Mr. SELLECK . So far as the bank is concerned, there will be no delinquent interest any more than with a second mortgagee. 

Mr. BEEDY. Does it not show up on the books as delinquent? 

Mr. SELLECK. No, sir; no more than when a second mortgagee pays. 

Mr. ALLEN . Is this foreclosure added to the balance of mortgaged indebtedness? 

Mr. SELLECK. That would come in the hands of Barkley and Grainger as a second lien. 

Mr. PRALL. Would you allow any other person to come in and do this thing as Barkley and Grainger are doing? 

Mr. SELLECK. We seek the second mortgagee always to do it. 

Mr. PRALL. If they do not do it, these two men do it all? 

Mr. SELLECK. Yes, sir; nobody else has.volunteered to do that sort of work. 

Mr. STEVENSON. The man that has got the lien has got to take care of you or lose his lien? 

Mr. SELLECK. Yes, sir. 

Mr. STEVENSON. And you give him that opportunity? 

Mr. SELLECK. Yes, sir. 

Mr. BEEDY. This arrangement is set up only in all those cases where the original borrower has been unable to get a second mortgage on the property? 

Mr. SELLECK. Not in all of them, but wherever it is done the facts are set out on the books exactly as they are.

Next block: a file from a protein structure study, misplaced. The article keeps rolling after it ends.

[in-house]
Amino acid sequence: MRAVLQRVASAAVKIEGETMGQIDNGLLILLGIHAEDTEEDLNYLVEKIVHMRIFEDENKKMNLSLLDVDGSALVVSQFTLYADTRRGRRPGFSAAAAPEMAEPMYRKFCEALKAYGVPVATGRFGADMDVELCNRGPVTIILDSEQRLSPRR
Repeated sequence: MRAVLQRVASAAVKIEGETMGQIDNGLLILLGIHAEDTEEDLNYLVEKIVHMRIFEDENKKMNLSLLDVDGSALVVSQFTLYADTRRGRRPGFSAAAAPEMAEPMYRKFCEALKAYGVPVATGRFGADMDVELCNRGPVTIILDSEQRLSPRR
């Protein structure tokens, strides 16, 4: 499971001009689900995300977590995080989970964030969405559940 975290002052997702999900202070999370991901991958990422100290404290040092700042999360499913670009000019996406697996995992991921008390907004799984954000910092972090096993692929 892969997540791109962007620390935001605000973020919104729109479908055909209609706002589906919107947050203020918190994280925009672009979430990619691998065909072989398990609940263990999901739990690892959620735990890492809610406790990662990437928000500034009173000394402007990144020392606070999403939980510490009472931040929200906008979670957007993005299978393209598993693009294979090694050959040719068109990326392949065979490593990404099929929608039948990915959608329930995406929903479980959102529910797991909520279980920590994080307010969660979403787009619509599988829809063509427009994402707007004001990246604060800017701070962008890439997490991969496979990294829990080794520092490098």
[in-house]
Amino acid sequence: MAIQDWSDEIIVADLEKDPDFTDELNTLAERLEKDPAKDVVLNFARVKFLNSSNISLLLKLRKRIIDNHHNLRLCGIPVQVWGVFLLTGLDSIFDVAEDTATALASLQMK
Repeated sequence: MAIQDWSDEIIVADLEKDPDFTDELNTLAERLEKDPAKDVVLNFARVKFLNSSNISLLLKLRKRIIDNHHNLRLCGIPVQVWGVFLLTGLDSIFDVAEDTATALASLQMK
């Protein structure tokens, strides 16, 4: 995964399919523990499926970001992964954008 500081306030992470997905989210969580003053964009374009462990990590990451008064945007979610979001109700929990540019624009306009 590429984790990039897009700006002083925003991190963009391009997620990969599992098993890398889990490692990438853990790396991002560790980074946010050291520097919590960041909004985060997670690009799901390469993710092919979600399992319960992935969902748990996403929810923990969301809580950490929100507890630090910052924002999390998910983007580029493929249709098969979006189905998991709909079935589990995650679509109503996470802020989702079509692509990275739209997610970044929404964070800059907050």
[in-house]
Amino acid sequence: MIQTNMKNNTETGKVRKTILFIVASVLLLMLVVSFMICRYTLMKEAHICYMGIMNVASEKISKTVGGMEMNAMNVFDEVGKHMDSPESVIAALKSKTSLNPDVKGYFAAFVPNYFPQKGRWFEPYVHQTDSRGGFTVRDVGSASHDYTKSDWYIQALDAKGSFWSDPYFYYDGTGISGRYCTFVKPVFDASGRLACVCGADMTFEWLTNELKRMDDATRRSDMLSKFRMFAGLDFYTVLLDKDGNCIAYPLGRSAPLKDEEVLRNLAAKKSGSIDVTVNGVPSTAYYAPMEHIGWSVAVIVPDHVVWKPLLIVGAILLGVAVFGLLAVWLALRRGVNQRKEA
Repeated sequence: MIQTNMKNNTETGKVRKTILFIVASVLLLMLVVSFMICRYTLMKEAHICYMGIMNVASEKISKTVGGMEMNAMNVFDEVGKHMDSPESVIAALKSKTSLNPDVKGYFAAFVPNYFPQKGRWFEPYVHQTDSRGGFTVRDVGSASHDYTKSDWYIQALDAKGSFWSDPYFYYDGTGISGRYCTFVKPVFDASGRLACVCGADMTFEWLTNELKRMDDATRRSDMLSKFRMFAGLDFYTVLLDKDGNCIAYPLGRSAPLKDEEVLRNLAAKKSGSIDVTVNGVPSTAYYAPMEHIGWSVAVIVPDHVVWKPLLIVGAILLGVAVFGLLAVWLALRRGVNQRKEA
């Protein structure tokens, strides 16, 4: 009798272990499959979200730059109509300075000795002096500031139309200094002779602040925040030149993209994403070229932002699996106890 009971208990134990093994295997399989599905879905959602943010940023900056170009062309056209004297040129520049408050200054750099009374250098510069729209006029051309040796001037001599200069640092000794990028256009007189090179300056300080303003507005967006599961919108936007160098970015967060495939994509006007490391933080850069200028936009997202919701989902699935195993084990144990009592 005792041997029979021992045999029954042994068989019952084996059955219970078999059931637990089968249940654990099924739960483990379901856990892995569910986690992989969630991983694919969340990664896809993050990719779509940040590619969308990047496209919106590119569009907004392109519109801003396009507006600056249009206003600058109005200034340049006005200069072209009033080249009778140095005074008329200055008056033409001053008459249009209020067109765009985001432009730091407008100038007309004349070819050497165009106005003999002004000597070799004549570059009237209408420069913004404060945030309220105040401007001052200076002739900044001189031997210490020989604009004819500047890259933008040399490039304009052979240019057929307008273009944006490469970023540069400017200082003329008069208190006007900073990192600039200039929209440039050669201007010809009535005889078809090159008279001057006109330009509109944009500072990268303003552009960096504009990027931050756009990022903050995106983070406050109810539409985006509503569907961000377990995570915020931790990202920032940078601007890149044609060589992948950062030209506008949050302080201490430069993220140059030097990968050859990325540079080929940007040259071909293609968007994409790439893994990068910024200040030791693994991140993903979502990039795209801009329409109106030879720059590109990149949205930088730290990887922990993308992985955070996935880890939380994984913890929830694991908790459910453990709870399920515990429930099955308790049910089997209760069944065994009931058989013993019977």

Mr. BEEDY. Wherever the original mortgagor has not been able or never tried himself to get a second mortgage, you then seek a second mortgage, if possible, before you avail yourself. 

Mr. SELLECK. Oh, no, sir. 

Mr. BEEDY. I understood you to answer Mr. Prall that you always sought a second mortgage? 

Mr. SELLECK. We seek the second mortgagee and try to get him to take up the delinquency. 

Mr. BEEDY. You do not try to get a second mortgage? 

Mr. SELLECK . No, sir. 

The CHAIRMAN. Mr. Selleck, on some of these properties which you have been discussing here, is it a fact that your bank holds them part as real estate and part as mortgage loan? 

Mr. SELLECK. I do not know of any such instance. 

The CHAIRMAN. You are a lawyer, of course, and understand the Federal farm loan law? 

Mr. SELLECK. Yes. 

The CHAIRMAN. Is this practice, to which you are referring here this morning, of two directors, or Mr. Barkley, who is president of the Lincoln Joint Stock Land Bank, creating a fund to provide for defaulted interest, in strict accordance with the Federal farm loan act, in your judgment?